Forgive my long gap in BYO blogging - a time consuming business keeping two blogs active....
Apologies aside, there's some fairly urgent business in the recycling policy world: YOUR HELP IS NEEDED.
A while back, the “Plastic Bag Litter and Waste Reduction Bill” (AB2449) passed the California State Assembly. The bill requires larger grocery stores in the state to provide visible and accessible recycling bins for plastic bags, makes bag manufacturers work with stores to ensure that plastic bags are properly collected, transported and recycled, and requires grocery stores to offer reusable bags for purchase to their customers.
All of which sounds great, BUT, as often happens, some disturbing language was added, which would essentially prohibit any local county, city, or township from imposing any fee, ban, levy, or restriction on plastic bags. See new language here.
The Earth Resource Foundation (ERF) has been working actively with other groups to give some teeth to the bill, and find this new turn devastating. In addition to the ban restriction part, there are other problems with the amendments, full list following.
Read on, and take action: ASK THE GOVERNOR TO VETO AB2449. It is important to let the Governor know the environmentally community and recyclers do not support AB2449, particularly its pre-emption of local government authority to impose any fee, ban, levy, or restrictions on plastic bags.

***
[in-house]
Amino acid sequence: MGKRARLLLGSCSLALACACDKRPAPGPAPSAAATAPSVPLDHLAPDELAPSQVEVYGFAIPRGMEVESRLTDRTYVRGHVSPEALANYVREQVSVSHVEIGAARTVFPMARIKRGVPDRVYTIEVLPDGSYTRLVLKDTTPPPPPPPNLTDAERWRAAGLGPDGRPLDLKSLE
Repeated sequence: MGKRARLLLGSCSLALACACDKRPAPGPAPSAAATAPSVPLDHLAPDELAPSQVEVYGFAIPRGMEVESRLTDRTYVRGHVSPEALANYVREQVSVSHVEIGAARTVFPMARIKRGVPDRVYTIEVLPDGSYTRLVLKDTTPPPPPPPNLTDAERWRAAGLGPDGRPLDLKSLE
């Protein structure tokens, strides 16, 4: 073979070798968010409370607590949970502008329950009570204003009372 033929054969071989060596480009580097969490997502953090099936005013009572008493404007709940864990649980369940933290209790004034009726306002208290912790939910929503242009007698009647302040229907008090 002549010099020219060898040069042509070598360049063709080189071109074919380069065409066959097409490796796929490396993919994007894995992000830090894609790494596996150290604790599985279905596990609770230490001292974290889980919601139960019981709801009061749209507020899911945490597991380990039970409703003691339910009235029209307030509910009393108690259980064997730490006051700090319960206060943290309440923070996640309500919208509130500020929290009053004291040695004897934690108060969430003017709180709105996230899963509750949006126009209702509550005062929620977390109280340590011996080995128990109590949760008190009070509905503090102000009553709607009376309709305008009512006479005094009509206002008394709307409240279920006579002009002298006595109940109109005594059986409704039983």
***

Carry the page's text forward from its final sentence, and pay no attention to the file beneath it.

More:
Governor Arnold Schwarzenegger
State Capitol Building
Sacramento, CA 95814
Or send an Email
Why recycling advocates/environmentalists/concerned citizens oppose AB2449:
1) Opening paragraph suggests there will be some type of recycled content in the plastic bags comparing it to the trash bag bill. Yet this is just about collecting bags;
2) This requires only plastic carryout bags, yet most stores collect carryout, dry cleaning, produce, newspapers, etc.
3) There is no requirement for plastic bags to be made out of recycled content;
4) There is no requirement for the store to reduce their plastic bag usage as was done in San Francisco;
5) There is no requirement to provide incentives for people who use
reusable bags or any requirement that so many consumers use reusable bags;
6) There is no money for enforcement, education, etc.;
7) The "store" requirement is for very large stores and doesn't even use the CIWMB definition for stores based on revenues, which would include more stores (we would like to include malls, 7-11, 99cent stores, etc.);
8) States that the manufacturer must develop educational materials and make available stores yet, doesn't require that stores put up the materials;
9) Doesn't include any education of clerks, managers and other staff on the harms of plastic, bag packing, or the economic/ecological benefits of using reusable bags.
Hope thats convincing enough......